Contingency planning for systems is part of an overall program for achieving continuity of operations for organizational mission and business functions. Contingency planning addresses system restoration and implementation of alternative mission or business processes when systems are compromised or breached. Contingency planning is considered throughout the system development life cycle and is a fundamental part of the system design. Systems can be designed for redundancy, to provide backup capabilities, and for resilience. Contingency plans reflect the degree of restoration required for organizational systems since not all systems need to fully recover to achieve the level of continuity of operations desired. System recovery objectives reflect applicable laws, executive orders, directives, regulations, policies, standards, guidelines, organizational risk tolerance, and system impact level. Actions addressed in contingency plans include orderly system degradation, system shutdown, fallback to a manual mode, alternate information flows, and operating in modes reserved for when systems are under attack. By coordinating contingency planning with incident handling activities, organizations ensure that the necessary planning activities are in place and activated in the event of an incident. Organizations consider whether continuity of operations during an incident conflicts with the capability to automatically disable the system, as specified in [IR-4(5)](#ir-4.5). Incident response planning is part of contingency planning for organizations and is addressed in the [IR](#ir) (Incident Response) family.

Contingency Training (cp-3)

Provide contingency training to system users consistent with assigned roles and responsibilities:

Within organization-defined time period of assuming a contingency role or responsibility;

When required by system changes; and

organization-defined frequency thereafter; and

Review and update contingency training content organization-defined frequency and following organization-defined events.

Contingency training provided by organizations is linked to the assigned roles and responsibilities of organizational personnel to ensure that the appropriate content and level of detail is included in such training. For example, some individuals may only need to know when and where to report for duty during contingency operations and if normal duties are affected; system administrators may require additional training on how to establish systems at alternate processing and storage sites; and organizational officials may receive more specific training on how to conduct mission-essential functions in designated off-site locations and how to establish communications with other governmental entities for purposes of coordination on contingency-related activities. Training for contingency roles or responsibilities reflects the specific continuity requirements in the contingency plan. Events that may precipitate an update to contingency training content include, but are not limited to, contingency plan testing or an actual contingency (lessons learned), assessment or audit findings, security incidents or breaches, or changes in laws, executive orders, directives, regulations, policies, standards, and guidelines. At the discretion of the organization, participation in a contingency plan test or exercise, including lessons learned sessions subsequent to the test or exercise, may satisfy contingency plan training requirements.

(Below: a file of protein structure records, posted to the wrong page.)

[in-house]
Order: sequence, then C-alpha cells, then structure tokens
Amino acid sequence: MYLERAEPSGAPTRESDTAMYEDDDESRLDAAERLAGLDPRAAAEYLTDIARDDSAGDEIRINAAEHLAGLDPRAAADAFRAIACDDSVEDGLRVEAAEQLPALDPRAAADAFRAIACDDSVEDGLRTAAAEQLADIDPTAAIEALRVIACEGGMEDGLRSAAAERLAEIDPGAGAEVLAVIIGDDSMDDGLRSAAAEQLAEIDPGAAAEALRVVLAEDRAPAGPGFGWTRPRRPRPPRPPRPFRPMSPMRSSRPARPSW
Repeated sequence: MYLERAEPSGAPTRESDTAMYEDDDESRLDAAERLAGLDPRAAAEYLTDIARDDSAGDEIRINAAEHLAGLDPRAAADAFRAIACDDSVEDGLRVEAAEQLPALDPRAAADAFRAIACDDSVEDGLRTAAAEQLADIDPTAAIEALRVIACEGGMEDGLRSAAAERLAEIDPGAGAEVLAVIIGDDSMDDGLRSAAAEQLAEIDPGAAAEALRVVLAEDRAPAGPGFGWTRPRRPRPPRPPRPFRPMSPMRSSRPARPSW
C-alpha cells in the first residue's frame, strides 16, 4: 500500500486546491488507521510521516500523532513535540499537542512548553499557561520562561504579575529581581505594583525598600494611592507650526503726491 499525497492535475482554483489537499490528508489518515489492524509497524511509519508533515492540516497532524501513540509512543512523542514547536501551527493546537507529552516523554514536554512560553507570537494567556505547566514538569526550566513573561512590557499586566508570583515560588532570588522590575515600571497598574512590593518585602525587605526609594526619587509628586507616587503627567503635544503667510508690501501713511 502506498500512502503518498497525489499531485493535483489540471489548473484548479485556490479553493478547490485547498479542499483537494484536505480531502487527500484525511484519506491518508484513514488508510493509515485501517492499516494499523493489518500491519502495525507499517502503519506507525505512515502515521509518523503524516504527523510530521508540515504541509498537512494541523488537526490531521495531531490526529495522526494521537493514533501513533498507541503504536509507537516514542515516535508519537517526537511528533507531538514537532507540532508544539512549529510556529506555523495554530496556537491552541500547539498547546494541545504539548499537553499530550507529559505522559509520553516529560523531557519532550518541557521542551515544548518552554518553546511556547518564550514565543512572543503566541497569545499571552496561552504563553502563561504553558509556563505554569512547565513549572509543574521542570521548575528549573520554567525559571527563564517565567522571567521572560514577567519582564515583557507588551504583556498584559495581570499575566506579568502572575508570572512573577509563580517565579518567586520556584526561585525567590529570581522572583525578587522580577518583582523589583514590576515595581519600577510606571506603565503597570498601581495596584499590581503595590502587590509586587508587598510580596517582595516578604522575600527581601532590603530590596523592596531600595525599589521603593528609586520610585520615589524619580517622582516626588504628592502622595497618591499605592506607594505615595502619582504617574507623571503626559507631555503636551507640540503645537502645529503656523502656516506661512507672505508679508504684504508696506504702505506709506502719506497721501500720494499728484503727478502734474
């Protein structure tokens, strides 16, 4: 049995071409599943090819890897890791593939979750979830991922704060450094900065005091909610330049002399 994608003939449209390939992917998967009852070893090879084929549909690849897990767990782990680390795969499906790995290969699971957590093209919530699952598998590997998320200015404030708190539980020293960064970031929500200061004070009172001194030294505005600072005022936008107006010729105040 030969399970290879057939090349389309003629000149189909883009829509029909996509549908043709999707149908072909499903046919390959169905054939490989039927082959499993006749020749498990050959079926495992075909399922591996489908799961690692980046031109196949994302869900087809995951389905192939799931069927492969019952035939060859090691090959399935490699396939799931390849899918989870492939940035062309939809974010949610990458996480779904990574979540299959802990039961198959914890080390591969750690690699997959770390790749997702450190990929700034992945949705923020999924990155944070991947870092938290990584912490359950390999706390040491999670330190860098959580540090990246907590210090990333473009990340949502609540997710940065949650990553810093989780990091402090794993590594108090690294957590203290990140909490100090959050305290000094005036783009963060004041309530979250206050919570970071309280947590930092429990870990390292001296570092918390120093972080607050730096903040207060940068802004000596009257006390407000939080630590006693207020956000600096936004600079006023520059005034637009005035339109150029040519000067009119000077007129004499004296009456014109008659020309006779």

Contingency Plan Testing (cp-4)

Test the contingency plan for the system organization-defined frequency using the following tests to determine the effectiveness of the plan and the readiness to execute the plan: organization-defined tests.

Review the contingency plan test results; and

Initiate corrective actions, if needed.

Methods for testing contingency plans to determine the effectiveness of the plans and identify potential weaknesses include checklists, walk-through and tabletop exercises, simulations (parallel or full interrupt), and comprehensive exercises. Organizations conduct testing based on the requirements in contingency plans and include a determination of the effects on organizational operations, assets, and individuals due to contingency operations. Organizations have flexibility and discretion in the breadth, depth, and timelines of corrective actions.

Contingency Plan Update (cp-5)

Alternate Storage Site (cp-6)

Establish an alternate storage site, including necessary agreements to permit the storage and retrieval of system backup information; and